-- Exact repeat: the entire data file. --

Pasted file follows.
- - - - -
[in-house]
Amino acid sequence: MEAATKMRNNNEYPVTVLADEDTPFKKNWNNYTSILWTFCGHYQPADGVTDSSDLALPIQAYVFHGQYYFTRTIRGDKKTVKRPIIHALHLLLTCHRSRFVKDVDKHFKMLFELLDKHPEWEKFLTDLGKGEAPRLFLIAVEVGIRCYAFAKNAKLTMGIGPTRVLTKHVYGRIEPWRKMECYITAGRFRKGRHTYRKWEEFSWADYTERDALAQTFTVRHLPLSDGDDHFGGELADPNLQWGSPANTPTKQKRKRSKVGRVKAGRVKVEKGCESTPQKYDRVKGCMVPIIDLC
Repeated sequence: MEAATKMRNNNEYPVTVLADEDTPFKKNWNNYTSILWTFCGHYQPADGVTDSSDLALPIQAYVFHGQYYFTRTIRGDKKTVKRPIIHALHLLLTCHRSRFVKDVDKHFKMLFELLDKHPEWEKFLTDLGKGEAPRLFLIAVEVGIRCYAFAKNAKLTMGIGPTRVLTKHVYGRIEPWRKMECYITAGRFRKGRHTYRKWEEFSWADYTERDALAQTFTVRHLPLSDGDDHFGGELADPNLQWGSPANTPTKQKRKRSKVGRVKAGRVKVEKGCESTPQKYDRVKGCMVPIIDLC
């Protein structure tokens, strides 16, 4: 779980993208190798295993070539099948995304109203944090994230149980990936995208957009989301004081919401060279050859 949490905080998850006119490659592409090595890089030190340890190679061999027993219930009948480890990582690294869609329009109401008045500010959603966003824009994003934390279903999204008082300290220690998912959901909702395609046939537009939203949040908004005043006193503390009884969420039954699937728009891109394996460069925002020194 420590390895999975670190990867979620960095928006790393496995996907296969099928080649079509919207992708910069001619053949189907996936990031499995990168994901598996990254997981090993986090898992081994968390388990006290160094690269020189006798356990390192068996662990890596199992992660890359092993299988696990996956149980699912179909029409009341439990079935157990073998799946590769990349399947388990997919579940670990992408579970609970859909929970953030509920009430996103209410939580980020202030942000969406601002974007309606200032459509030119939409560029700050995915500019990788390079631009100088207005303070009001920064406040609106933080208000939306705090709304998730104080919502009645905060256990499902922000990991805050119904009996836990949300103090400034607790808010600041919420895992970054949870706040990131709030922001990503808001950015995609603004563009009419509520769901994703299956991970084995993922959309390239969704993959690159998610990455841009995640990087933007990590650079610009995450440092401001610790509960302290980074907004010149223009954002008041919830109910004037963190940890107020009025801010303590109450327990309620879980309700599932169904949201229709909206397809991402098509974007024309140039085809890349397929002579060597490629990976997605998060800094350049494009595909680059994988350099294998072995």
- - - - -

[in-house]
Amino acid sequence: MEAATKMRNNNEYPVTVLADEDTPFKKNWNNYTSILWTFCGHYQPADGVTDSSDLALPIQAYVFHGQYYFTRTIRGDKKTVKRPIIHALHLLLTCHRSRFVKDVDKHFKMLFELLDKHPEWEKFLTDLGKGEAPRLFLIAVEVGIRCYAFAKNAKLTMGIGPTRVLTKHVYGRIEPWRKMECYITAGRFRKGRHTYRKWEEFSWADYTERDALAQTFTVRHLPLSDGDDHFGGELADPNLQWGSPANTPTKQKRKRSKVGRVKAGRVKVEKGCESTPQKYDRVKGCMVPIIDLC
Repeated sequence: MEAATKMRNNNEYPVTVLADEDTPFKKNWNNYTSILWTFCGHYQPADGVTDSSDLALPIQAYVFHGQYYFTRTIRGDKKTVKRPIIHALHLLLTCHRSRFVKDVDKHFKMLFELLDKHPEWEKFLTDLGKGEAPRLFLIAVEVGIRCYAFAKNAKLTMGIGPTRVLTKHVYGRIEPWRKMECYITAGRFRKGRHTYRKWEEFSWADYTERDALAQTFTVRHLPLSDGDDHFGGELADPNLQWGSPANTPTKQKRKRSKVGRVKAGRVKVEKGCESTPQKYDRVKGCMVPIIDLC
């Protein structure tokens, strides 16, 4: 779980993208190798295993070539099948995304109203944090994230149980990936995208957009989301004081919401060279050859 949490905080998850006119490659592409090595890089030190340890190679061999027993219930009948480890990582690294869609329009109401008045500010959603966003824009994003934390279903999204008082300290220690998912959901909702395609046939537009939203949040908004005043006193503390009884969420039954699937728009891109394996460069925002020194 420590390895999975670190990867979620960095928006790393496995996907296969099928080649079509919207992708910069001619053949189907996936990031499995990168994901598996990254997981090993986090898992081994968390388990006290160094690269020189006798356990390192068996662990890596199992992660890359092993299988696990996956149980699912179909029409009341439990079935157990073998799946590769990349399947388990997919579940670990992408579970609970859909929970953030509920009430996103209410939580980020202030942000969406601002974007309606200032459509030119939409560029700050995915500019990788390079631009100088207005303070009001920064406040609106933080208000939306705090709304998730104080919502009645905060256990499902922000990991805050119904009996836990949300103090400034607790808010600041919420895992970054949870706040990131709030922001990503808001950015995609603004563009009419509520769901994703299956991970084995993922959309390239969704993959690159998610990455841009995640990087933007990590650079610009995450440092401001610790509960302290980074907004010149223009954002008041919830109910004037963190940890107020009025801010303590109450327990309620879980309700599932169904949201229709909206397809991402098509974007024309140039085809890349397929002579060597490629990976997605998060800094350049494009595909680059994988350099294998072995």